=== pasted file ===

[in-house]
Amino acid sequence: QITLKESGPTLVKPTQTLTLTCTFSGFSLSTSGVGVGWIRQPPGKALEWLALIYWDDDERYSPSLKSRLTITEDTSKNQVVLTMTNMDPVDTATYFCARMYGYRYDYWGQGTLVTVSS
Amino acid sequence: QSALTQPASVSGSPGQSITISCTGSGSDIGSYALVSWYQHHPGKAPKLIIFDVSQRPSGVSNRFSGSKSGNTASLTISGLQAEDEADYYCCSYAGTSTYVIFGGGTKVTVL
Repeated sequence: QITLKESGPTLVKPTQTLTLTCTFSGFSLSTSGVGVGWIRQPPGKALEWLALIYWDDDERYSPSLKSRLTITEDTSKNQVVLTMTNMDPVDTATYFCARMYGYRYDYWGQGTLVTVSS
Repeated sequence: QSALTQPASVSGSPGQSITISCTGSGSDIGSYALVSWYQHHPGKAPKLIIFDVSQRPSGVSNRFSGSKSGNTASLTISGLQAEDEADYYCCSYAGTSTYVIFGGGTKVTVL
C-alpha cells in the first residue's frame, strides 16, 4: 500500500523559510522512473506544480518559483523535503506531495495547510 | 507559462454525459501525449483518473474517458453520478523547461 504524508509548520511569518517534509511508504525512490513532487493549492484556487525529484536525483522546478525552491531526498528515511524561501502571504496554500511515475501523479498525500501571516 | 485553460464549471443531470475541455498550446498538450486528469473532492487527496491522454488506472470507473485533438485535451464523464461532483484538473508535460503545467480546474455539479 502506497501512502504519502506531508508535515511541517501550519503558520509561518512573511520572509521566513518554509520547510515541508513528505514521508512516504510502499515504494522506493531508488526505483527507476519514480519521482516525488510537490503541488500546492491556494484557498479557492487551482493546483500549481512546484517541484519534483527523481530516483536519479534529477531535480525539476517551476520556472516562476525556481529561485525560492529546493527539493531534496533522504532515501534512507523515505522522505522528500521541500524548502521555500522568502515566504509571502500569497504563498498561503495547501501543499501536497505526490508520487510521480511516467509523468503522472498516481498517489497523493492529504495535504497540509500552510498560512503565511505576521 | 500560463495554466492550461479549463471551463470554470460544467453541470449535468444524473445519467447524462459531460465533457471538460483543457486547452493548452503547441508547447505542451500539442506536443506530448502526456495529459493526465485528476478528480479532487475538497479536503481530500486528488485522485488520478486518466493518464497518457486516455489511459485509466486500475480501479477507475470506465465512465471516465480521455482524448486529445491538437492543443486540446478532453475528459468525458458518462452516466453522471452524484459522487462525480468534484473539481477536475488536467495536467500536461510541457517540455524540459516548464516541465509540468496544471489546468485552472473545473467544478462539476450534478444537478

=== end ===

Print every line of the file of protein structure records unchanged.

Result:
[in-house]
Amino acid sequence: QITLKESGPTLVKPTQTLTLTCTFSGFSLSTSGVGVGWIRQPPGKALEWLALIYWDDDERYSPSLKSRLTITEDTSKNQVVLTMTNMDPVDTATYFCARMYGYRYDYWGQGTLVTVSS
Amino acid sequence: QSALTQPASVSGSPGQSITISCTGSGSDIGSYALVSWYQHHPGKAPKLIIFDVSQRPSGVSNRFSGSKSGNTASLTISGLQAEDEADYYCCSYAGTSTYVIFGGGTKVTVL
Repeated sequence: QITLKESGPTLVKPTQTLTLTCTFSGFSLSTSGVGVGWIRQPPGKALEWLALIYWDDDERYSPSLKSRLTITEDTSKNQVVLTMTNMDPVDTATYFCARMYGYRYDYWGQGTLVTVSS
Repeated sequence: QSALTQPASVSGSPGQSITISCTGSGSDIGSYALVSWYQHHPGKAPKLIIFDVSQRPSGVSNRFSGSKSGNTASLTISGLQAEDEADYYCCSYAGTSTYVIFGGGTKVTVL
C-alpha cells in the first residue's frame, strides 16, 4: 500500500523559510522512473506544480518559483523535503506531495495547510 | 507559462454525459501525449483518473474517458453520478523547461 504524508509548520511569518517534509511508504525512490513532487493549492484556487525529484536525483522546478525552491531526498528515511524561501502571504496554500511515475501523479498525500501571516 | 485553460464549471443531470475541455498550446498538450486528469473532492487527496491522454488506472470507473485533438485535451464523464461532483484538473508535460503545467480546474455539479 502506497501512502504519502506531508508535515511541517501550519503558520509561518512573511520572509521566513518554509520547510515541508513528505514521508512516504510502499515504494522506493531508488526505483527507476519514480519521482516525488510537490503541488500546492491556494484557498479557492487551482493546483500549481512546484517541484519534483527523481530516483536519479534529477531535480525539476517551476520556472516562476525556481529561485525560492529546493527539493531534496533522504532515501534512507523515505522522505522528500521541500524548502521555500522568502515566504509571502500569497504563498498561503495547501501543499501536497505526490508520487510521480511516467509523468503522472498516481498517489497523493492529504495535504497540509500552510498560512503565511505576521 | 500560463495554466492550461479549463471551463470554470460544467453541470449535468444524473445519467447524462459531460465533457471538460483543457486547452493548452503547441508547447505542451500539442506536443506530448502526456495529459493526465485528476478528480479532487475538497479536503481530500486528488485522485488520478486518466493518464497518457486516455489511459485509466486500475480501479477507475470506465465512465471516465480521455482524448486529445491538437492543443486540446478532453475528459468525458458518462452516466453522471452524484459522487462525480468534484473539481477536475488536467495536467500536461510541457517540455524540459516548464516541465509540468496544471489546468485552472473545473467544478462539476450534478444537478